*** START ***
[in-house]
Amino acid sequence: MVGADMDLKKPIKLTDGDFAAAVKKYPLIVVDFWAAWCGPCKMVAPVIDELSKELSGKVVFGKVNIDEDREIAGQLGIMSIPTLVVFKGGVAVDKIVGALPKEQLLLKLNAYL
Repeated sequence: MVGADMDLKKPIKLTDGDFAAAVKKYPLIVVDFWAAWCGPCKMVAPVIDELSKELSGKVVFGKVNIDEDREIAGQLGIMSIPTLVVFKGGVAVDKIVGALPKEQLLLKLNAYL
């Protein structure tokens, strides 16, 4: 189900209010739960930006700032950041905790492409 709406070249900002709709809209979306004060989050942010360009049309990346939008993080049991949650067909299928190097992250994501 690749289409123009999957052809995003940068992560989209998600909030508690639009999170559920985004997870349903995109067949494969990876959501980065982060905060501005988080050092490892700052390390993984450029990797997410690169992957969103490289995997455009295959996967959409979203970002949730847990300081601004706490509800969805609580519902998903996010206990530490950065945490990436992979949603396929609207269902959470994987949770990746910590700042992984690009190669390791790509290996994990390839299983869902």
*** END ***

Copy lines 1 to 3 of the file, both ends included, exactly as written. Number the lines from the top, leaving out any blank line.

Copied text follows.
[in-house]
Amino acid sequence: MVGADMDLKKPIKLTDGDFAAAVKKYPLIVVDFWAAWCGPCKMVAPVIDELSKELSGKVVFGKVNIDEDREIAGQLGIMSIPTLVVFKGGVAVDKIVGALPKEQLLLKLNAYL
Repeated sequence: MVGADMDLKKPIKLTDGDFAAAVKKYPLIVVDFWAAWCGPCKMVAPVIDELSKELSGKVVFGKVNIDEDREIAGQLGIMSIPTLVVFKGGVAVDKIVGALPKEQLLLKLNAYL